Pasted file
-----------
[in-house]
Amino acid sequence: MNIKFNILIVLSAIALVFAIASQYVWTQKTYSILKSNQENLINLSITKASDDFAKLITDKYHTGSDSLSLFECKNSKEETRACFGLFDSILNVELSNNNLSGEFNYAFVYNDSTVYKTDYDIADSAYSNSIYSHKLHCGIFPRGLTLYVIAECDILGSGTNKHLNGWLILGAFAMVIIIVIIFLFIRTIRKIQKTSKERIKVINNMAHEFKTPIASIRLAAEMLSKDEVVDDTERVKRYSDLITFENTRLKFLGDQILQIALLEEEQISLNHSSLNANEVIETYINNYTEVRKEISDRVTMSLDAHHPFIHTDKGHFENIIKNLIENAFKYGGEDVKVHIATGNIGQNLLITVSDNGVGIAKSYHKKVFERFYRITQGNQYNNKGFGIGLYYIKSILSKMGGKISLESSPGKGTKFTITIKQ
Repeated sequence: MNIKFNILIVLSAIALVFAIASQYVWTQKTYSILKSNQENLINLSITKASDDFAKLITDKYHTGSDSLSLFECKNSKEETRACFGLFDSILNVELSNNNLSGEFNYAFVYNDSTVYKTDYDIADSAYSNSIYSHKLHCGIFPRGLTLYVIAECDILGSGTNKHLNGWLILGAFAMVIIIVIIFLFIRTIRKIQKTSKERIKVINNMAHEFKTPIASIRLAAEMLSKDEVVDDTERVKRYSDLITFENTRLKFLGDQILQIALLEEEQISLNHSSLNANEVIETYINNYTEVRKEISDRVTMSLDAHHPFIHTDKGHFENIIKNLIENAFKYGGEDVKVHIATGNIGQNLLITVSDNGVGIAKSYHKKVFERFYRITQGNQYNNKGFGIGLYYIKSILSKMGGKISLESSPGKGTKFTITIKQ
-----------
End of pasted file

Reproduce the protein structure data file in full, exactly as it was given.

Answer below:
[in-house]
Amino acid sequence: MNIKFNILIVLSAIALVFAIASQYVWTQKTYSILKSNQENLINLSITKASDDFAKLITDKYHTGSDSLSLFECKNSKEETRACFGLFDSILNVELSNNNLSGEFNYAFVYNDSTVYKTDYDIADSAYSNSIYSHKLHCGIFPRGLTLYVIAECDILGSGTNKHLNGWLILGAFAMVIIIVIIFLFIRTIRKIQKTSKERIKVINNMAHEFKTPIASIRLAAEMLSKDEVVDDTERVKRYSDLITFENTRLKFLGDQILQIALLEEEQISLNHSSLNANEVIETYINNYTEVRKEISDRVTMSLDAHHPFIHTDKGHFENIIKNLIENAFKYGGEDVKVHIATGNIGQNLLITVSDNGVGIAKSYHKKVFERFYRITQGNQYNNKGFGIGLYYIKSILSKMGGKISLESSPGKGTKFTITIKQ
Repeated sequence: MNIKFNILIVLSAIALVFAIASQYVWTQKTYSILKSNQENLINLSITKASDDFAKLITDKYHTGSDSLSLFECKNSKEETRACFGLFDSILNVELSNNNLSGEFNYAFVYNDSTVYKTDYDIADSAYSNSIYSHKLHCGIFPRGLTLYVIAECDILGSGTNKHLNGWLILGAFAMVIIIVIIFLFIRTIRKIQKTSKERIKVINNMAHEFKTPIASIRLAAEMLSKDEVVDDTERVKRYSDLITFENTRLKFLGDQILQIALLEEEQISLNHSSLNANEVIETYINNYTEVRKEISDRVTMSLDAHHPFIHTDKGHFENIIKNLIENAFKYGGEDVKVHIATGNIGQNLLITVSDNGVGIAKSYHKKVFERFYRITQGNQYNNKGFGIGLYYIKSILSKMGGKISLESSPGKGTKFTITIKQ